Enough with the angels and tinsel and eggnog. Enough with the pictures of a cute white baby with blue eyes and blond hair. Enough with the precious stories carrying a heavy load of symbolic meaning. Enough!
It’s time to speak the truth about the countercultural significance of this holy family. It’s time to stop pretending they are a family that lives up to the ideals of conservative Christians. For today’s Gospel lesson shows us clearly, this was not your typical first-century Jewish family.
Sure, when Jesus reached an age of twelve years, Mary and Joseph followed Jewish custom and took their son to Jerusalem. But what happens next is not normal.
Mary and Joseph head home, assuming their son is walking with some other part of their extended family. A day out from Jerusalem, they discover that Jesus is missing and rush back to the city. After searching frantically they find him.
“After three days they found him in the temple, sitting among the teachers, listening to them and asking them questions. And all who heard him were amazed at his understanding and his answers.”
Now I don’t know about how your parents would have handled this…situation. But I suspect that your parents like mine would not have responded in the same way as Mary and Joseph.
Which simply goes to prove my point: the Holy Family is not a typical family. In the past few months, we have heard how Mary and Joseph upended gender roles and recast them the name of love. We have heard how Mary and Joseph broke social conventions about courtship and marriage and recast them the name of love. We have heard how Mary and Joseph defied convention and recast their lives the name of love.
Remember, Mary said yes to the Archangel Gabriel’s scandalous suggestion she become pregnant before marrying Joseph – and by someone other than her fiancée.
Remember, Joseph said yes to marrying Mary even though he knew she was pregnant with a child which was not his own.
Remember, Mary sang words of revolution after agreeing to Gabriel’s request. She sang:
“He has brought down the powerful from their thrones, and lifted up the lowly;
he has filled the hungry with good things, and sent the rich away empty.”
These are not the words of a meek, mild, and deferential woman.
These are not the actions of a conventional couple.
And that makes sense for Jesus is not a conventional son.
Jesus is – as the anonymous author of Luke writes –amazing. But he’s not amazing because he is conventional. He is amazing because he takes Mary’s revolutionary view of God’s relationship with people and carries it to as a new level.
And what does Jesus call us to do? What revolutionary act does he demand? First, that we love God with all our heart and with all our mind and with all our strength. And second, that we love our neighbor as our self.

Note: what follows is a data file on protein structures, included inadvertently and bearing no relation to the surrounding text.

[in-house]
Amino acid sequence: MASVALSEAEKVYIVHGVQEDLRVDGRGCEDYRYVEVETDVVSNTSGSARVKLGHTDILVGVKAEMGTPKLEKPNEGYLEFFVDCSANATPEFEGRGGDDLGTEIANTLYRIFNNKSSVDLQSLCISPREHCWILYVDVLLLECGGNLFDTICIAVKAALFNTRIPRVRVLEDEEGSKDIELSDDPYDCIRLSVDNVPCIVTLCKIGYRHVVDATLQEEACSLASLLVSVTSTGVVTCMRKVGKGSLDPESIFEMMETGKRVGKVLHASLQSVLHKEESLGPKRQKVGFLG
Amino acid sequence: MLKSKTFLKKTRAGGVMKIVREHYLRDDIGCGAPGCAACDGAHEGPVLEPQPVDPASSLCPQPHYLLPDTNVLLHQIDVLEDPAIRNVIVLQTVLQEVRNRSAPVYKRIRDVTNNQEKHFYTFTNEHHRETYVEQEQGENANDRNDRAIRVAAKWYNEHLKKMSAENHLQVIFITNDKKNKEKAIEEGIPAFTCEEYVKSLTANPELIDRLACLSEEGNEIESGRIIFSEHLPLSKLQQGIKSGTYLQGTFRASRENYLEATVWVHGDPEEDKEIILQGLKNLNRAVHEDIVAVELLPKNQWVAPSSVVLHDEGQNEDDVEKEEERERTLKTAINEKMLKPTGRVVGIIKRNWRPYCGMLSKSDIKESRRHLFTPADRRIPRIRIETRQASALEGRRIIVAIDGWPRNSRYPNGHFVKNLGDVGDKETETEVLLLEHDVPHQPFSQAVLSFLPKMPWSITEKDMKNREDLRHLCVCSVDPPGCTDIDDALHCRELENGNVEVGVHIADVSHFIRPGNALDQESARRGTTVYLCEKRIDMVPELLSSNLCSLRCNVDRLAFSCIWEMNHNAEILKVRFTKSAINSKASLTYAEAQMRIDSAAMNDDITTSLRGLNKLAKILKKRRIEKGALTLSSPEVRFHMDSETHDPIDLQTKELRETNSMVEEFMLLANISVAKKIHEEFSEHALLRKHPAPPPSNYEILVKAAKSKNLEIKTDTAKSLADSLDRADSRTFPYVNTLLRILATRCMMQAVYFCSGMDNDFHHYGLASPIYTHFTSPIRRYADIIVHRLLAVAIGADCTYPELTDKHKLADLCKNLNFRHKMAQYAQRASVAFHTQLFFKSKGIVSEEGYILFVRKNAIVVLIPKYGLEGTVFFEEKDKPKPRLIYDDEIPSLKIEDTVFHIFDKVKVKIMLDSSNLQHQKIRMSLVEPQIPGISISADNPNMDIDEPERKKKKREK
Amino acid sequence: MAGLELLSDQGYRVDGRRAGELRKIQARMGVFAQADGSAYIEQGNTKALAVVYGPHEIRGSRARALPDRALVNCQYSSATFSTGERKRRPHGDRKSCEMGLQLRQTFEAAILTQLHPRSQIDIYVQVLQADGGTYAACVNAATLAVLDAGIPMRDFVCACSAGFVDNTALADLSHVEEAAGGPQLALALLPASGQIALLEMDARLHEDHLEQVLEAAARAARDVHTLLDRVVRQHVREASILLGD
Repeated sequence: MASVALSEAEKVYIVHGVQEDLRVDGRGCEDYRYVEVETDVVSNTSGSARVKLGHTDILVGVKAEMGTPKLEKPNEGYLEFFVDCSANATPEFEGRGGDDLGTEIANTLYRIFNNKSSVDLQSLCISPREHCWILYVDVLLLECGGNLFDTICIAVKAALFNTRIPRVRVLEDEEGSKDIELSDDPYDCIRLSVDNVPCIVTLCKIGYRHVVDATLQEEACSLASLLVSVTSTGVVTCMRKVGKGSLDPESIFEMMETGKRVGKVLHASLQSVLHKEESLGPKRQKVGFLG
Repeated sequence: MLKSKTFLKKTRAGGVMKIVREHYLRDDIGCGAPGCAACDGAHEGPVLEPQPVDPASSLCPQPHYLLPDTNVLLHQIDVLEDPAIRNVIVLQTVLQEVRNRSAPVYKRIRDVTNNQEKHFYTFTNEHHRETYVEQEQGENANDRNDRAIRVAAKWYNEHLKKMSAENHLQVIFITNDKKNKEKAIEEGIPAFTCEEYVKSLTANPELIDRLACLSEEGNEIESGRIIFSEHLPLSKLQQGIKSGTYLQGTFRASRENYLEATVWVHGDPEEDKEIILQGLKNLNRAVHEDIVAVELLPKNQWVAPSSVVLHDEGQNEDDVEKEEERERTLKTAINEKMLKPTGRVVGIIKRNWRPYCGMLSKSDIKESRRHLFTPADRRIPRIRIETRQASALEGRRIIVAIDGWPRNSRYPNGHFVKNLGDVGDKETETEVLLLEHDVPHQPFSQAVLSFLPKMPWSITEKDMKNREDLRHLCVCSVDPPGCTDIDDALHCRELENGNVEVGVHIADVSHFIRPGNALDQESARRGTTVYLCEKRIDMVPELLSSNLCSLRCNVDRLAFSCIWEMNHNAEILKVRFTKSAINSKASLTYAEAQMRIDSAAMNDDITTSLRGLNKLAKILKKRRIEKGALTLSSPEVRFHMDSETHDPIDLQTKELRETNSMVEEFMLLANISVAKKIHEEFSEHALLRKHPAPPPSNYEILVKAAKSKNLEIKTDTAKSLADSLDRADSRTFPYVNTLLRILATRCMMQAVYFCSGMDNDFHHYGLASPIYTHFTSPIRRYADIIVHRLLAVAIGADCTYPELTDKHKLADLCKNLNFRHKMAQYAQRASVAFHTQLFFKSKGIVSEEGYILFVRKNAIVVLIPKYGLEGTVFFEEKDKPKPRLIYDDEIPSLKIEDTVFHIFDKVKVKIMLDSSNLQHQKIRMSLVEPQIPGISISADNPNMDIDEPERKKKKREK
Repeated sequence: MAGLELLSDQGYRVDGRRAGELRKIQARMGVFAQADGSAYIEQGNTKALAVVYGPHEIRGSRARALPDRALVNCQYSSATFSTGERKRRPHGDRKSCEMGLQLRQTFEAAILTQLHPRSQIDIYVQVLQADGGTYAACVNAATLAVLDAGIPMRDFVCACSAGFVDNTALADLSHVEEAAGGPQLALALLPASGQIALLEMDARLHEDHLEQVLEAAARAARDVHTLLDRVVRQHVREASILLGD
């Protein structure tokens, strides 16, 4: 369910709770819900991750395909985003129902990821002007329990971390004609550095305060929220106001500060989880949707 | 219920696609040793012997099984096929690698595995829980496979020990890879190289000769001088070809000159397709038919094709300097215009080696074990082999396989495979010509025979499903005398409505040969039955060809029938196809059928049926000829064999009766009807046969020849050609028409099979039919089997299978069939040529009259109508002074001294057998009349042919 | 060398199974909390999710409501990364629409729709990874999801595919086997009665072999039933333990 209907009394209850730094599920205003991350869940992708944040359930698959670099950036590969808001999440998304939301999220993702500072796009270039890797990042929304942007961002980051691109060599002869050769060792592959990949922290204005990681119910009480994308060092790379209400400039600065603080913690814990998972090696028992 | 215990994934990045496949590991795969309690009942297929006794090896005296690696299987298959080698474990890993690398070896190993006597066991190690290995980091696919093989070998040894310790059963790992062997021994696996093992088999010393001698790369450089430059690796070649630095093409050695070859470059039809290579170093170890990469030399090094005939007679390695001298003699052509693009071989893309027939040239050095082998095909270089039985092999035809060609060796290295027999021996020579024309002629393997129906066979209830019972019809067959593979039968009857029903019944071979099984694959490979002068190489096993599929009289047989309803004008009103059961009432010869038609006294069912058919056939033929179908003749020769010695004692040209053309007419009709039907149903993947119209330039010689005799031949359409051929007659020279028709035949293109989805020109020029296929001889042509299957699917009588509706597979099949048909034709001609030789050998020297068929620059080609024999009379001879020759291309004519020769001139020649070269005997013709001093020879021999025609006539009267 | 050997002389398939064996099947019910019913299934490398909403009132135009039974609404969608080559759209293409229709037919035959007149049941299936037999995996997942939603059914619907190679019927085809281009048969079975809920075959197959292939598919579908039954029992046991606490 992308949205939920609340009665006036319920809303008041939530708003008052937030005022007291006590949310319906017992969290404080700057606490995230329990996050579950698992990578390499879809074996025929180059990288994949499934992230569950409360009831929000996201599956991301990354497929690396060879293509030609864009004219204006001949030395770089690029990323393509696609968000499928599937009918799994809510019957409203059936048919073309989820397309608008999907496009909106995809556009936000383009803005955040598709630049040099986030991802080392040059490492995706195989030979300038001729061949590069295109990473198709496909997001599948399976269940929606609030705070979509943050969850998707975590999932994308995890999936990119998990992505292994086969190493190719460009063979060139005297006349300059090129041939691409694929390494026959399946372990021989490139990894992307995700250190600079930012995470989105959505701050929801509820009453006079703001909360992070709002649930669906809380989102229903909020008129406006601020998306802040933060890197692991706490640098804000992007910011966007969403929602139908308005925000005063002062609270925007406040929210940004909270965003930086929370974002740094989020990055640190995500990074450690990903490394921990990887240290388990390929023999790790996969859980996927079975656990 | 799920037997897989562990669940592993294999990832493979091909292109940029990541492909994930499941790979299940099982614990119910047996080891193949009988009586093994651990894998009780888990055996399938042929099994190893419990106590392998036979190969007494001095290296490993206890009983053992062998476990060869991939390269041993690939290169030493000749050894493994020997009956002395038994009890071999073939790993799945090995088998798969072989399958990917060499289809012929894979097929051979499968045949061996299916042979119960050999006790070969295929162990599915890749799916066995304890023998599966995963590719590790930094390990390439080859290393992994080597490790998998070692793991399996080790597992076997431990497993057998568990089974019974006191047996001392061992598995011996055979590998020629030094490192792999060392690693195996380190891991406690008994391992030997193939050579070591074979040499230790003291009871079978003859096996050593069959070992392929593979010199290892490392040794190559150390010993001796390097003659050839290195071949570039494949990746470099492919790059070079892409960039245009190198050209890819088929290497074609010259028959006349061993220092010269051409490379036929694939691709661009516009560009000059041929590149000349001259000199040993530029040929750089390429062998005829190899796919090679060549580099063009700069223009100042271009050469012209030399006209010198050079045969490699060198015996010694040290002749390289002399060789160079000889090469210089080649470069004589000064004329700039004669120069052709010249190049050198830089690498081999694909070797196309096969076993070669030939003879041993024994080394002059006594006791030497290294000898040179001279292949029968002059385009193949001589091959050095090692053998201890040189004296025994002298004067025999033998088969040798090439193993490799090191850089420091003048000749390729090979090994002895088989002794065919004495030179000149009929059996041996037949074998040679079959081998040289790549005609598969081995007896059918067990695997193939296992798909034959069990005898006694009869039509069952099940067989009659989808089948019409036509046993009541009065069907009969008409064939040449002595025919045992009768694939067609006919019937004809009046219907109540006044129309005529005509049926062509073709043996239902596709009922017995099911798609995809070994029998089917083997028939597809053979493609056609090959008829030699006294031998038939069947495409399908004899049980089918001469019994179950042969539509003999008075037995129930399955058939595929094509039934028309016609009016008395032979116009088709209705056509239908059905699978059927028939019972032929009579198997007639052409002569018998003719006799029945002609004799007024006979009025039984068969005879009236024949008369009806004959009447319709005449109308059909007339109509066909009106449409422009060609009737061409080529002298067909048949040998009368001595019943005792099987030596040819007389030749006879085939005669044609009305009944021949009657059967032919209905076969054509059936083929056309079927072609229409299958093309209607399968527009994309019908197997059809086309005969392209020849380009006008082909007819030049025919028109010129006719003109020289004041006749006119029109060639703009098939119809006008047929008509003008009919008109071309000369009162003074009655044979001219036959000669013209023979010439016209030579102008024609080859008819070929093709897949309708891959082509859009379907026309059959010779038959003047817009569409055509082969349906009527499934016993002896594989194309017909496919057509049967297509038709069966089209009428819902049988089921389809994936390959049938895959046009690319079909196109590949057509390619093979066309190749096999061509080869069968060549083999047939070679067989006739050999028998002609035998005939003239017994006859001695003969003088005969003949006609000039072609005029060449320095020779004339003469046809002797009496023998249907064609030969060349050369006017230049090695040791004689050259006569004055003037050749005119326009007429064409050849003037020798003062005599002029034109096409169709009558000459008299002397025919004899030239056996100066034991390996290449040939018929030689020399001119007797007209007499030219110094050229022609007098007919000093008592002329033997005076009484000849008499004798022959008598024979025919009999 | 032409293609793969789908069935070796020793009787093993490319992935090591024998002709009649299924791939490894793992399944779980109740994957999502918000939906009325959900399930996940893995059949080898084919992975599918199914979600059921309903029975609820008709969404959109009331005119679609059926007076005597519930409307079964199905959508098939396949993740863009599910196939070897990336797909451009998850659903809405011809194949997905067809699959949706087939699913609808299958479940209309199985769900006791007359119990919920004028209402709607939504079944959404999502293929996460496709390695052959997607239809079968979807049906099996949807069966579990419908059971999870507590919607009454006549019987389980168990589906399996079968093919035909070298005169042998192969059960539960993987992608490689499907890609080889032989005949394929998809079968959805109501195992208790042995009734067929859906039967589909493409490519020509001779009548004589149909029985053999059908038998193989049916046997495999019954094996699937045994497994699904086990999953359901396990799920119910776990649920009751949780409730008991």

Jesus doesn’t call women to live in subservience to men. In his life Jesus defied social expectations, making a place of equal honor for women who followed him.
Jesus doesn’t call us to judge. In his life, Jesus upends the way things are done by sharing table fellowship with outcasts, sinners, and – gasp – even tax collectors.
Jesus doesn’t demand we condemn people who break social conventions. In his life, Jesus warned that people should ‘judge not lest they be judged.’
Jesus doesn’t impose a Puritanical purity code on others. In his life, Jesus never made the law more important that human needs. Rather, if you have two coats and want to follow Jesus you are to give your extra coat away.
And Jesus isn’t one of those who wants to condemn people for being LGBTQ+. Words like ‘homosexual’ or ‘lesbian’ or ‘gay’ don’t appear in our Bible. They are terms coined in the modern era, words reflecting a way of looking at life which is far from the way first-century people understood their lives.
The Jesus we hear about at the Temple today doesn’t know his place – which is surely not spending three days arguing with Israel’s best and brightest scholars at the Temple in Jerusalem.
Jesus is willing to break social expectations to embody the power of love.
Jesus is ready to upend our lives to help us embody the power of love.
But first we have to open the door, we have to ask him in, we have to make time to hear his voice.
This Christmas season, let us give ourselves the gift of opening our hearts and lives to welcome Jesus into our life.
Maybe we do this by making it to church more Sundays each month. Or maybe we adopt a spiritual rule of life as we discussed during the four Sundays of Advent. Or maybe we budget a few dollars a week and buy take-out meals for people who stand hungry on San Francisco’s streets. Or maybe we commit to a daily meditation break or prayer time.
It is hard to be open to God if we don’t stop to listen, if we keep ourselves so busy we never give ourselves a moment of time for contemplation or silence or reflection.
So, on the is first Sunday after Christmas, let each of us reflect on the amazing power of love and commit ourselves to taking time to connect with God; to making time to love and be loved by Jesus’ Dad..
Let us pray
Nurturing God, remembering the revolutionary nature of the holy family, we remember all who need our sustaining love. Grant that all people may hear together the song of joy, and find their homes in the garden of justice and hope, that we may experience the fullness of life, which is your will for all, in the coming of Jesus Christ our Lord.
Let the church assembled say: Amen!